Cox was re-elected in 1858 by a slightly larger majority. He remained an opponent of the Buchanan administration and an ally of Senator Douglas amid growing sectional and political divide in Congress. In 1860, despite growing divisions and the election of Abraham Lincoln, Cox expanded his majority again, in a rematch with Galloway. As Southern states began to secede in the winter of 1860-61, Cox issued a plea for unity and caution. When Senator Douglas died in 1861, Cox delivered a eulogy to him in the House.
Initially, Cox resolved to sustain the Lincoln administration "in every constitutional endeavor to put down the rebellion." However, he opposed "that abolition policy which sought to convert this holy war for the defence of the government and the union into a mere anti-slavery party war."
In 1863, Cox opposed the Thirteenth Amendment to the United States Constitution to abolish slavery, on the grounds that peace was near at hand and the amendment would scuttle negotiations. "As slavery was already dead by the bullet, I figured it would be better to stop the bloodshed," he told a crowd seven years later. That mattered more than "the mere empty, abstract ceremonial of burying the dead corpse of slavery."
In 1864, Cox took an active part in the campaign against Lincoln's re-election, denouncing Republicans for allegedly supporting miscegenation. He was defeated for reelection by Shellabarger in a landslide, largely by the vote of Union soldiers. Six weeks after he left Congress, the Civil War was over and President Lincoln was assassinated.
Despite his steadfast opposition to abolition efforts, Cox remained on positive terms with Lincoln months before his assassination and was praised in later years by Lincoln's Secretary of State William H. Seward as a member of the loyal opposition.
After leaving Congress, Cox moved to New York City to return to the practice of law, in partnership with Charlton Thomas Lewis. Cox published memoirs of his time in Congress, titled Eight Years in Congress.
During the impeachment trial of Andrew Johnson in the winter of 1867-68, Cox was summoned to Washington to lobby the decisive vote, Senator John B. Henderson of Missouri, against impeachment. Cox and Henderson were on close terms. Henderson did vote against impeachment, though Cox disclaimed any credit to his own influence.
In 1868, the Democratic Party selected Cox as the nominee for Congress to represent Greenwich Village, Chelsea, and the West Village. He won the general election in a landslide.Tammany Hall elected Cox to Congress in New York, and it kept him there, but he was never the subject of serious accusations of corruption. "Mr. Cox is ... almost the only honest man I know who passed through a portion of the Tweed Ring period," another politician said later.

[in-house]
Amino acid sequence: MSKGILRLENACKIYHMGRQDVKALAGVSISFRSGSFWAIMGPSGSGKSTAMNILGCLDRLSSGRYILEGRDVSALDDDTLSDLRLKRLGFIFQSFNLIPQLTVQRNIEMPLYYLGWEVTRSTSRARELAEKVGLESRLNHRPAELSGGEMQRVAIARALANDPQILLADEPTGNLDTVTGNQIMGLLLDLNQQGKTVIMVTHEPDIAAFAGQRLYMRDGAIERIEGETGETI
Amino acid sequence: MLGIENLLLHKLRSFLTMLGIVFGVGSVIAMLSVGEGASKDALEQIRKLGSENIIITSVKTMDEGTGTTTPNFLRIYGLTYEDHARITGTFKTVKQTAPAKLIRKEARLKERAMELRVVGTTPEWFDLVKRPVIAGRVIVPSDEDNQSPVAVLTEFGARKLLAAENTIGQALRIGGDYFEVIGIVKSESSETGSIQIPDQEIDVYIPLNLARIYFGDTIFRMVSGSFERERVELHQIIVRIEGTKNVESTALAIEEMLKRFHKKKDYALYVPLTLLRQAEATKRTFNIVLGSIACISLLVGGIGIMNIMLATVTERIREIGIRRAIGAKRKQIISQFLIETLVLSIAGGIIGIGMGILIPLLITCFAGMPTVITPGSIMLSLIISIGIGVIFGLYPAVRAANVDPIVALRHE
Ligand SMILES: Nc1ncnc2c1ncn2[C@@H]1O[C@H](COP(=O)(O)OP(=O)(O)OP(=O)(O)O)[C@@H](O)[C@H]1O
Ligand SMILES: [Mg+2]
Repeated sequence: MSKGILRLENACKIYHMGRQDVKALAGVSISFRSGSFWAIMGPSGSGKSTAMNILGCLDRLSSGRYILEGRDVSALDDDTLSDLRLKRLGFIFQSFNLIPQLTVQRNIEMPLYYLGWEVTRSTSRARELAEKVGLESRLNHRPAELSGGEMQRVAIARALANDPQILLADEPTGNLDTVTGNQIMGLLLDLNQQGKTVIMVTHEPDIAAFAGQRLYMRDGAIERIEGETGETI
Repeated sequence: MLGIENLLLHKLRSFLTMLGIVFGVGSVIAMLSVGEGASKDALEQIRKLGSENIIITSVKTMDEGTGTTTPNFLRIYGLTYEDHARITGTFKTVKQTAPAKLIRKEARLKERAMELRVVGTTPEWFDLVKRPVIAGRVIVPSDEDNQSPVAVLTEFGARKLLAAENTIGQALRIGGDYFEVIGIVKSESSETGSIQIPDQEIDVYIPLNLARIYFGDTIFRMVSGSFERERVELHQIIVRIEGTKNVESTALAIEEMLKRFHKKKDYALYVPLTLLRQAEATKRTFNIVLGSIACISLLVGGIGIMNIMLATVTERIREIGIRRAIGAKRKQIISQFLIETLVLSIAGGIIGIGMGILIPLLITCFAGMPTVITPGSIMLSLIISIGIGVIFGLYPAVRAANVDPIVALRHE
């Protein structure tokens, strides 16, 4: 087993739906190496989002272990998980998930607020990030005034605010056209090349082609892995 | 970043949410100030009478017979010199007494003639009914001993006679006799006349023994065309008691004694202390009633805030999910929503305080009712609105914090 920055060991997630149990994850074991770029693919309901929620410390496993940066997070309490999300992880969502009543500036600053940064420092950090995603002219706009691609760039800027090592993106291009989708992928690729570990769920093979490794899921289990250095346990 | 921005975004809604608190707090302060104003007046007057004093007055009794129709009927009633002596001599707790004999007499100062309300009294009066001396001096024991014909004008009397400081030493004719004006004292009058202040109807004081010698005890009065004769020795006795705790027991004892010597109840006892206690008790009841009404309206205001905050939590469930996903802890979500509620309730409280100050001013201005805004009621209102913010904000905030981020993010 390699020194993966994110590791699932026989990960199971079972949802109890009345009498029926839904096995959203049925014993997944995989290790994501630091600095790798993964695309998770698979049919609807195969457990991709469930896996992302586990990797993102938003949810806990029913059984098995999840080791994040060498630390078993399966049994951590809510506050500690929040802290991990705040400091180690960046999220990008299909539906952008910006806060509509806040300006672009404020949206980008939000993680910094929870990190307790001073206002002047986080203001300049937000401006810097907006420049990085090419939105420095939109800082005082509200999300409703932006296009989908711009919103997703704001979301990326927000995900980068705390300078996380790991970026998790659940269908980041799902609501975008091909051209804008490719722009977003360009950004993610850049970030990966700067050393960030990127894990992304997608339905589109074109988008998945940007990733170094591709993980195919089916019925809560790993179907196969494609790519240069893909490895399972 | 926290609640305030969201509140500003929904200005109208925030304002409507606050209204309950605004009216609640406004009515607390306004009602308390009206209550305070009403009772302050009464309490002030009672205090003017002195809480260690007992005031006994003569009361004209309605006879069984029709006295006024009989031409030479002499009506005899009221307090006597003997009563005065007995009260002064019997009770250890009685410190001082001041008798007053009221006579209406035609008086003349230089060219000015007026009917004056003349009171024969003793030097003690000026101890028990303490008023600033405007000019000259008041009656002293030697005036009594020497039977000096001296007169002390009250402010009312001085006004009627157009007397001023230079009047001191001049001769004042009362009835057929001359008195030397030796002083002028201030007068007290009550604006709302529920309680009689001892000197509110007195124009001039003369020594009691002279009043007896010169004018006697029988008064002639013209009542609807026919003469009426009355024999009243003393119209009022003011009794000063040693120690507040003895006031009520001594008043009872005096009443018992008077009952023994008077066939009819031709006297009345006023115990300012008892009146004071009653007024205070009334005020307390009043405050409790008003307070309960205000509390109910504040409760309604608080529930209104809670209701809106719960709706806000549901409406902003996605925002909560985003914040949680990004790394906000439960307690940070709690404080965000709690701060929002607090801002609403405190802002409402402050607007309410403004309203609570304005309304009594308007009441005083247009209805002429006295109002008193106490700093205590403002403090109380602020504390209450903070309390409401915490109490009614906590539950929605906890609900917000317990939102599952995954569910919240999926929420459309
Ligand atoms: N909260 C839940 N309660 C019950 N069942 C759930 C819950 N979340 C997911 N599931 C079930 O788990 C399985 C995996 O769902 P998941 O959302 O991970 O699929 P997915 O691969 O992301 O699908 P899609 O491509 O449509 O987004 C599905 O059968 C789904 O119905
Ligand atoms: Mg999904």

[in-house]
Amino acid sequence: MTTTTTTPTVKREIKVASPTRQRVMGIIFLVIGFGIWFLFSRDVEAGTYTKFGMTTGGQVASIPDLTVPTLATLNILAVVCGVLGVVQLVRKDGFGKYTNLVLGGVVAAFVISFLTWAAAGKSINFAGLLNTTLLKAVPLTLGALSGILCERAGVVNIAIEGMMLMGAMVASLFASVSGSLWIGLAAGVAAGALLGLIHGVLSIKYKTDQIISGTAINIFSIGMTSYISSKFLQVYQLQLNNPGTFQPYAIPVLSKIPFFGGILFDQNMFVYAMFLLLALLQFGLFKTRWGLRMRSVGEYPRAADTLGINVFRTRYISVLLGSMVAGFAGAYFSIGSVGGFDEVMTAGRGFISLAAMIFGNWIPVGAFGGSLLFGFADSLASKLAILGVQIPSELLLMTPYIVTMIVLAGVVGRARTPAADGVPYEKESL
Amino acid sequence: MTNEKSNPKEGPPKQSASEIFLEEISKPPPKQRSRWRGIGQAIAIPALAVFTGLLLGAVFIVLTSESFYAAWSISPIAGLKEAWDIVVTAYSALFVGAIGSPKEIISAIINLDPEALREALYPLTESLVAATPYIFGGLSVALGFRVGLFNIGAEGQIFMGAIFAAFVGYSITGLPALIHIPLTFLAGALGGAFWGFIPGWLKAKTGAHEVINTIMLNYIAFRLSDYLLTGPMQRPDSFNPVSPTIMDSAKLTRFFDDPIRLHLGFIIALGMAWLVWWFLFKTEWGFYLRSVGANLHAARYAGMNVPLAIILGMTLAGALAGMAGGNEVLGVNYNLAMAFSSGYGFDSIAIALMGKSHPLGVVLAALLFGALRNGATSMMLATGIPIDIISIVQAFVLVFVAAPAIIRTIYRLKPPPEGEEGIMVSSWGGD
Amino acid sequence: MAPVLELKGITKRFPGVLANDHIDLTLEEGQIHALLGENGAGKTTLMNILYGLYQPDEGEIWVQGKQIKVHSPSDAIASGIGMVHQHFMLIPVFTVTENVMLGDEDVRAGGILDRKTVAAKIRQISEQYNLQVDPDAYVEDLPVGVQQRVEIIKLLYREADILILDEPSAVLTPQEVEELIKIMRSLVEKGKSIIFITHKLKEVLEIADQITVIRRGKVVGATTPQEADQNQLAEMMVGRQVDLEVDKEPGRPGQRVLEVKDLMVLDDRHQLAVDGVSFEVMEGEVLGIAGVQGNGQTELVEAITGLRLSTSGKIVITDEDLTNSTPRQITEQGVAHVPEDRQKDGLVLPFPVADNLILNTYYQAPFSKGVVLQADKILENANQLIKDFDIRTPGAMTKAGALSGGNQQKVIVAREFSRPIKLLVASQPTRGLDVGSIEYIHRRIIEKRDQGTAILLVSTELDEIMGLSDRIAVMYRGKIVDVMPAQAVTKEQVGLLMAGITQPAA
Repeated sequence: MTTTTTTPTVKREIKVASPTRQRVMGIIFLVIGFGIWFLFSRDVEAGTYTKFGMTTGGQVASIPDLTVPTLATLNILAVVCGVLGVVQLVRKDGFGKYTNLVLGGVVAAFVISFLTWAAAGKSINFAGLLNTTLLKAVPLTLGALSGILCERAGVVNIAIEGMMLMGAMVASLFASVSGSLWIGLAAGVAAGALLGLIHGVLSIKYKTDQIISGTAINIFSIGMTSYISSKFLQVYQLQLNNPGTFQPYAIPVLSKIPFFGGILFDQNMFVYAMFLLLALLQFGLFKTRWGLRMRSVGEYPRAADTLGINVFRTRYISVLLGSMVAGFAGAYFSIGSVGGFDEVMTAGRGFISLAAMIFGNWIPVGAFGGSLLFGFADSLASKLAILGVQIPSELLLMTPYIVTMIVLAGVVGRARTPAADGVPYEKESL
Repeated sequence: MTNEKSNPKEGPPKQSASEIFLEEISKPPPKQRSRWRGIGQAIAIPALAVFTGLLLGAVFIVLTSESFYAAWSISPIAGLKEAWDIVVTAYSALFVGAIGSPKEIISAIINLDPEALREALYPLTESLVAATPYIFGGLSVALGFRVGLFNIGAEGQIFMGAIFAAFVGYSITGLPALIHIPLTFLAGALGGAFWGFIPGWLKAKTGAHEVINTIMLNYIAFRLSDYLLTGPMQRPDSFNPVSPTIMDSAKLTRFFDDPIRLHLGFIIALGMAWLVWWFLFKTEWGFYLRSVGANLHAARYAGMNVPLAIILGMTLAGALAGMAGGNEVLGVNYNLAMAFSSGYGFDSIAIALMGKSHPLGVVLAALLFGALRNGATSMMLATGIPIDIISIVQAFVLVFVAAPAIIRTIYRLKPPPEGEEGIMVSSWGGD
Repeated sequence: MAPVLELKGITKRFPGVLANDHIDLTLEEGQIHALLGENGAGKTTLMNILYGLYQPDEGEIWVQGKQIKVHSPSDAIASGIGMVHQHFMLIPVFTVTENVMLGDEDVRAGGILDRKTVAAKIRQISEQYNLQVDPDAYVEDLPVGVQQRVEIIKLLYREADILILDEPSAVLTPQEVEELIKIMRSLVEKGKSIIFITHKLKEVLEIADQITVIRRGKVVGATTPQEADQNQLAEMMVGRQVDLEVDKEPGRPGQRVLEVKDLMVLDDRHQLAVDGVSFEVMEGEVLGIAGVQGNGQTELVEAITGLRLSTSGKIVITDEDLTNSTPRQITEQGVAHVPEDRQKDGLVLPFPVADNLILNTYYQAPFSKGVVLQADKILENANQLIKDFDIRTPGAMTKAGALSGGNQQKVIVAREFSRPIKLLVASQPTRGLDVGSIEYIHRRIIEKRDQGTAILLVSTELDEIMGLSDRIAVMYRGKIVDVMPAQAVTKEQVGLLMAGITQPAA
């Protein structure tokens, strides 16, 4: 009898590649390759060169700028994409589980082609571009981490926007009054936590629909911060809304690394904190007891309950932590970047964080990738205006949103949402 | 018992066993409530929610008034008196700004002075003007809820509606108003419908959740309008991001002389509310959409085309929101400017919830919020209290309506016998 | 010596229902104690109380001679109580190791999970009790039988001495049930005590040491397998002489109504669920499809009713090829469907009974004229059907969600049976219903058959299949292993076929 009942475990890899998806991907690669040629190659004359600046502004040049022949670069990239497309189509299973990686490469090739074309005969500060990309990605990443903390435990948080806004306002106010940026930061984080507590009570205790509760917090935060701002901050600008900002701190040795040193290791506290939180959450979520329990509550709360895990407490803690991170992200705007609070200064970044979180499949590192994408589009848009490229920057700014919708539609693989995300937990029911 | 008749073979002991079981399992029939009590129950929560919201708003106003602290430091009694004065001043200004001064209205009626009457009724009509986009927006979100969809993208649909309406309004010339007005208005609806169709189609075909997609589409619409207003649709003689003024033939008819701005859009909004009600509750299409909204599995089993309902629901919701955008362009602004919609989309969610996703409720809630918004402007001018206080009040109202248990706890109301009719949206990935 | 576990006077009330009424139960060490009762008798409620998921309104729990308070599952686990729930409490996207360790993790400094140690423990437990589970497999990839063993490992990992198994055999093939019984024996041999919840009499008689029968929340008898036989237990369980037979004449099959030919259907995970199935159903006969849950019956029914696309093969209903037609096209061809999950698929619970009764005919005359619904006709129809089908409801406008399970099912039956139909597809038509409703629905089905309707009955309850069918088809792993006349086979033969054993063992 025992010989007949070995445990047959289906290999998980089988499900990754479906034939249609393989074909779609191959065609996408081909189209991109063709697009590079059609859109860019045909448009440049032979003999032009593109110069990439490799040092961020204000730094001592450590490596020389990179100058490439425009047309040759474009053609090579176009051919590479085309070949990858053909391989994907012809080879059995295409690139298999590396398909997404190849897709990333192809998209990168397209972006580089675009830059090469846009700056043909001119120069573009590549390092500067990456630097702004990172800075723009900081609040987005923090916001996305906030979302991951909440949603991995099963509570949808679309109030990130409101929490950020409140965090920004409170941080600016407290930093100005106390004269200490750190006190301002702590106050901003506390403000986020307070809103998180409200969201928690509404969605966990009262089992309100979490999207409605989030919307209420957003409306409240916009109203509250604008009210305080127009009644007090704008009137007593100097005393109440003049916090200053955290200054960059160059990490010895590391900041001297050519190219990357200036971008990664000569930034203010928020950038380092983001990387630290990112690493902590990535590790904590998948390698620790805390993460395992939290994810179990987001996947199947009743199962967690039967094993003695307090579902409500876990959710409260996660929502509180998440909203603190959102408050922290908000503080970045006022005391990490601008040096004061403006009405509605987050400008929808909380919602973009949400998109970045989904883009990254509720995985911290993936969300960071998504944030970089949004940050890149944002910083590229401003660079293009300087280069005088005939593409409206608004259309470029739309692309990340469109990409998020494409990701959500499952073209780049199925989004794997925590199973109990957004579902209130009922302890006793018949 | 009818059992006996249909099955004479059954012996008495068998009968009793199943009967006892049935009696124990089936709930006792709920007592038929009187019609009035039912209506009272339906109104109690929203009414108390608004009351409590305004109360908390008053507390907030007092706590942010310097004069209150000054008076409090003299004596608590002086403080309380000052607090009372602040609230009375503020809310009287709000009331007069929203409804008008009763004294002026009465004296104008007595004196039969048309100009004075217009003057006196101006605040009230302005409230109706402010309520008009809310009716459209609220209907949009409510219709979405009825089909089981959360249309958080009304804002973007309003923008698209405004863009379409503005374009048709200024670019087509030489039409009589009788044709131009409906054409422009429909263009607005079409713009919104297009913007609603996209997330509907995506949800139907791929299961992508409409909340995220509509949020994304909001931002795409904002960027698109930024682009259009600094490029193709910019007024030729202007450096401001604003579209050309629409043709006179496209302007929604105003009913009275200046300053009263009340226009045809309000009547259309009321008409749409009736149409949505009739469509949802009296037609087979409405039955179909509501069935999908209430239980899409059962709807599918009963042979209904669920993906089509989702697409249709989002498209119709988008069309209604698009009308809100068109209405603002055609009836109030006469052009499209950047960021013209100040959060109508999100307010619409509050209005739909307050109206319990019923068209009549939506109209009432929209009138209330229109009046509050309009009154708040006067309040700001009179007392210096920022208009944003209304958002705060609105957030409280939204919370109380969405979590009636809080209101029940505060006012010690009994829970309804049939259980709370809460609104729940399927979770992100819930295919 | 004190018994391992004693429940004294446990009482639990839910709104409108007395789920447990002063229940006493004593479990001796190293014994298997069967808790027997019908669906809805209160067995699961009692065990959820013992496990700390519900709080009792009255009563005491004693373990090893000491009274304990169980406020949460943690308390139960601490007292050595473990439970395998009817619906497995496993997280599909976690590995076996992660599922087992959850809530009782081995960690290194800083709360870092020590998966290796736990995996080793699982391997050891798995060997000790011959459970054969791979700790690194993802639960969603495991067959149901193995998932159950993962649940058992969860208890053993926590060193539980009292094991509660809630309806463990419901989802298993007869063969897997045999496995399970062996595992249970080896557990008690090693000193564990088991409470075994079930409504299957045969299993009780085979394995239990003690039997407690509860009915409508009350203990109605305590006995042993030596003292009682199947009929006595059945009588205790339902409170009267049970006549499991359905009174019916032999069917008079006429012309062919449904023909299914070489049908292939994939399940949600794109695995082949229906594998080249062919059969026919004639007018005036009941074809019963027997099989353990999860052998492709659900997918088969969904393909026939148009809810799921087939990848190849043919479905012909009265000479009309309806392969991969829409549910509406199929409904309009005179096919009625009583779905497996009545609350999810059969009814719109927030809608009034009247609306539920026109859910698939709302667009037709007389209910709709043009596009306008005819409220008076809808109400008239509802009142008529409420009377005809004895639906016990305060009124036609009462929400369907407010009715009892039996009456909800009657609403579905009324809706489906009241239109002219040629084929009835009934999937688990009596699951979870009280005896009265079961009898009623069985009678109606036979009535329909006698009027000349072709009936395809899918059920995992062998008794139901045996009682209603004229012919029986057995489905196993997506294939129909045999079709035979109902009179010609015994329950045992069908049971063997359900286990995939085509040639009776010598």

After a second trip to Europe, limited to the Mediterranean coast by his ill health, Cox returned to find Congress dominated by the issue of Reconstruction. Cox supported reconciliation with the South and the restoration of voting rights for Confederate veterans. In 1869, he introduced a general amnesty bill to this effect, but failed to achieve the necessary two-thirds majority by two votes.
In 1870, Cox defeated Horace Greeley, the editor of the New York Tribune, by 1,000 votes. Cox spent much of the next Congress in an effort to abolish the test oath system, which required all civil servants and military officers to swear they had not engaged in disloyal conduct during the War. The effort succeeded as to members of Congress but not other offices. A complete repeal of the test oath was not passed un 1884.
In 1872, Cox was nominated by a fusion ticket of Democrats and anti-Grant Republicans for U.S. Representative at-large. Horace Greeley, his opponent in 1870, was the ticket's presidential nominee, putting Cox in the unusual position of stumping for his most recent rival. Cox lost the election to Republican Lyman Tremain. In the lame duck session, Cox unsuccessfully opposed a salary increase for members of Congress and returned the excess salary ($4,812) he received to the Treasury.
Soon after his departure from Congress, U.S. Representative James Brooks died, leaving a vacant seat along the East River, stretching from the Lower East Side to Murray Hill. Cox consented to be nominated in the special election, and won in a landslide. Ultimately, Cox did not miss a single day of the Congressional session. Along with Pennsylvania Representative Samuel J. Randall, he led the opposition to the civil rights for freedmen. He was returned to the House from a slightly redrawn Lower East Side district in a landslide in 1874.
The 1874 House elections gave the Democrats their first post-War majority. Cox, who had been nominated for the position as a matter of party honors under Republican majorities, was one of three candidates for Speaker of the House. The other candidates were Samuel Randall and Michael C. Kerr. Cox drew enthusiastic support from the West and South, but ultimately finished third behind Kerr and Randall. As consolation and in recognition of his years of service, Cox was named Chairman of the powerful Committee on Banking and Currency in 1875.
Early in 1876, Speaker Kerr was seized with fatal illness and Cox served as acting Speaker on occasion. Cox was ultimately named Speaker pro tem on June 19. However, Cox left the capital to serve as a delegate to the 1876 Democratic National Convention, and Milton Sayler was chosen to fill the Speakership. When Cox returned, Sayler did not relinquish the chair. After Kerr's death, Randall was elected his successor in the 45th Congress and Cox was additionally placed at the head of the committee on the Tenth Census. Though Cox had loyally supported Democrat Samuel Tilden over Rutherford B. Hayes and implicitly given his support to the special committee's bill, he gave a speech urging the House to accept Hayes as the victor.